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The True Portraiture of Judge Littleton – Pic of the Week

At a recent public event, I presented a display of books from the Law Library’s Rare Book Collection including this unusually printed 1591 edition of Littleton’s Tenures.  One of the attractive features of the book is that it contains two very nice engravings that were bound into it ahead of the title page.  The engravings, […]

Laws of the Russian Federation – Global Legal Collection Highlights

The following is a guest post by Peter Roudik, Director of  Global Legal Research at the Law Library of Congress.  Peter has previously contributed various posts to In Custodia Legis, including on the Pittsburgh Agreement, the ASIL Annual Meeting, Russia’s immigration policies and the U.S. Trade Act, and the Treaty on the Creation of the […]

The World’s Legal Heritage in Great Subterranean Halls, or… A Collection Big with Babylonian Perspective

A walk through the stacks of the Law Library of Congress will give you a vivid sense, if you had ever wondered, of what more than a million books looks like.  Current statistics show that the Law Library houses 2.78 million physical volumes in its collection.  Nearly all of these are stored in four gigantesque […]

The First Feminist Congress of Mexico

The following blog post was a joint effort by Christina Turiano, Jeffrey Helm, and the Hispanic Division of the Library of Congress.  March was Women’s History Month; but as Luis de Góngora y Argote would put it, “Fortune yields goods that are not yet writ: when whistles flutes, when flutes whistles.” The serendipitous act of such a rare find as this can […]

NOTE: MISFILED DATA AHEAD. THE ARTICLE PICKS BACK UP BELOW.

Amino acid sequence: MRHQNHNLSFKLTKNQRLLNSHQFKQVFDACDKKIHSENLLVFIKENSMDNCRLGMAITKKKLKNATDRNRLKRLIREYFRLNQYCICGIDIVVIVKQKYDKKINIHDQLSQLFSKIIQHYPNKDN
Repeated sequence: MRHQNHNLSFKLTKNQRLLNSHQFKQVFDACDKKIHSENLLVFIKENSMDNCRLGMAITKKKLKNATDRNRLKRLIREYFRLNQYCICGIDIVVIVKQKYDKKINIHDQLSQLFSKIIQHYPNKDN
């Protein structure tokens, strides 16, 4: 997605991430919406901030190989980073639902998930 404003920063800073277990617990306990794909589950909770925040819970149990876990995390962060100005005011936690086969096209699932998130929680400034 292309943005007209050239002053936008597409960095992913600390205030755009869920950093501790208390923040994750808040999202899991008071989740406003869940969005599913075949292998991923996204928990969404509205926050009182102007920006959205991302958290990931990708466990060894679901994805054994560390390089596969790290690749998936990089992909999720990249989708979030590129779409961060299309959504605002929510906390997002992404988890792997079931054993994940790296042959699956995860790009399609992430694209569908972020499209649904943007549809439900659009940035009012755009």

Lincoln’s Emancipation Proclamation – Pic of the Week

Following Wednesday’s Law Day program, we were fortunate to have the first draft of the Emancipation Proclamation, handwritten by President Abraham Lincoln, on display at the close of the program. The draft proclamation, which was first read by President Lincoln to his cabinet on July 22, 1862, is rarely displayed.  The remarkable document features President Lincoln’s […]

Mutiny and Other Crimes: Another Tale from the South Seas (Part 2)

Yesterday I published a post that provided some background information on Pitcairn Island: the mutiny on board the HMS Bounty led by Fletcher Christian on April 28, 1789; the settlement of Pitcairn (and subsequent emigration to Norfolk Island); William Bligh’s long trip home to England; and the court-martials of some of the mutineers that decided […]

South Africa Freedom Day

Today marks the 19th anniversary of South Africa’s first multiracial, democratic elections, known to South Africans as Freedom Day.  This is a day of great significance in South Africa’s history as “a landmark in the inauguration of a non-racial democracy” after a long history of colonialism, segregation  and Apartheid. Much has been written about Apartheid […]